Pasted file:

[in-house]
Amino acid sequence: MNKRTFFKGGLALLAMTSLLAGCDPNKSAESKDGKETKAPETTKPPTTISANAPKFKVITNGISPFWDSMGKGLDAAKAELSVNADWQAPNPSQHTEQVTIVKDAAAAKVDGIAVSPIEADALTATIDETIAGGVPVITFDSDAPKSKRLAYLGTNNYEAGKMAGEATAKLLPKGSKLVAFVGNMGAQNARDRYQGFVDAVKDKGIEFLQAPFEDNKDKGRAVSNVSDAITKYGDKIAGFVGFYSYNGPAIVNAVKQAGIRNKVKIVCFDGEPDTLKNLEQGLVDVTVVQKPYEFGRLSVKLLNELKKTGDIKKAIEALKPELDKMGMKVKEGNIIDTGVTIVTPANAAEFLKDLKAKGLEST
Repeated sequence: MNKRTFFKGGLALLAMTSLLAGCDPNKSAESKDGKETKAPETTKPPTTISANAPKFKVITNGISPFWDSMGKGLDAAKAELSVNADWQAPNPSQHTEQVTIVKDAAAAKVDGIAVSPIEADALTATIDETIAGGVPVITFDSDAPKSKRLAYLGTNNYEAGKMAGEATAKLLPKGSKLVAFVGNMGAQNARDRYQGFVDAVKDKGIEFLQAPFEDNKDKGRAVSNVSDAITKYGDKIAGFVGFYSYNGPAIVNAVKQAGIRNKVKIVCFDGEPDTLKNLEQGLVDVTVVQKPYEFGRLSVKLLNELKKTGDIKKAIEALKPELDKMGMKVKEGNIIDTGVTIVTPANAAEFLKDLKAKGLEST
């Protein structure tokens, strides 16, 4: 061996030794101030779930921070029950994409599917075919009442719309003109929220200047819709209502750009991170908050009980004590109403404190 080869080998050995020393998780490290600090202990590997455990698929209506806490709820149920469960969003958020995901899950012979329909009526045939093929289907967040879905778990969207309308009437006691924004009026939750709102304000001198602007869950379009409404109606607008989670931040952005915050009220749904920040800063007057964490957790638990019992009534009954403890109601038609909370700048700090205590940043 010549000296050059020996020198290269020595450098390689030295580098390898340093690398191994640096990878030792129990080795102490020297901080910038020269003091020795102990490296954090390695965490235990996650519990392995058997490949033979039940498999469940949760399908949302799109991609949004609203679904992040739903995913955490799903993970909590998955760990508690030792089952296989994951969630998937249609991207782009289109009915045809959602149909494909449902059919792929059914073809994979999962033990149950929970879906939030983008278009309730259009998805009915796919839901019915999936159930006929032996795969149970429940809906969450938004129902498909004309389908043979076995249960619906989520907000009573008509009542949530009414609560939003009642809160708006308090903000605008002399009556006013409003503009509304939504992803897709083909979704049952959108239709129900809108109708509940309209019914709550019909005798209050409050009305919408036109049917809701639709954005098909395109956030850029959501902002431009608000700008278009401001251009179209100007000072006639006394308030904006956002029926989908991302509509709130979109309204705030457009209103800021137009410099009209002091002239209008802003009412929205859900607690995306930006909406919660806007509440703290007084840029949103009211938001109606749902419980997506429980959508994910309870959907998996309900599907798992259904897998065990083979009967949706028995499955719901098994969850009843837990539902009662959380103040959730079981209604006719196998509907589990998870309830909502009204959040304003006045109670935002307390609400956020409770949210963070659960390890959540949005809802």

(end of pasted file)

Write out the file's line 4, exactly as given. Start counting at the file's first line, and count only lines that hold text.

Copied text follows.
């Protein structure tokens, strides 16, 4: 061996030794101030779930921070029950994409599917075919009442719309003109929220200047819709209502750009991170908050009980004590109403404190 080869080998050995020393998780490290600090202990590997455990698929209506806490709820149920469960969003958020995901899950012979329909009526045939093929289907967040879905778990969207309308009437006691924004009026939750709102304000001198602007869950379009409404109606607008989670931040952005915050009220749904920040800063007057964490957790638990019992009534009954403890109601038609909370700048700090205590940043 010549000296050059020996020198290269020595450098390689030295580098390898340093690398191994640096990878030792129990080795102490020297901080910038020269003091020795102990490296954090390695965490235990996650519990392995058997490949033979039940498999469940949760399908949302799109991609949004609203679904992040739903995913955490799903993970909590998955760990508690030792089952296989994951969630998937249609991207782009289109009915045809959602149909494909449902059919792929059914073809994979999962033990149950929970879906939030983008278009309730259009998805009915796919839901019915999936159930006929032996795969149970429940809906969450938004129902498909004309389908043979076995249960619906989520907000009573008509009542949530009414609560939003009642809160708006308090903000605008002399009556006013409003503009509304939504992803897709083909979704049952959108239709129900809108109708509940309209019914709550019909005798209050409050009305919408036109049917809701639709954005098909395109956030850029959501902002431009608000700008278009401001251009179209100007000072006639006394308030904006956002029926989908991302509509709130979109309204705030457009209103800021137009410099009209002091002239209008802003009412929205859900607690995306930006909406919660806007509440703290007084840029949103009211938001109606749902419980997506429980959508994910309870959907998996309900599907798992259904897998065990083979009967949706028995499955719901098994969850009843837990539902009662959380103040959730079981209604006719196998509907589990998870309830909502009204959040304003006045109670935002307390609400956020409770949210963070659960390890959540949005809802």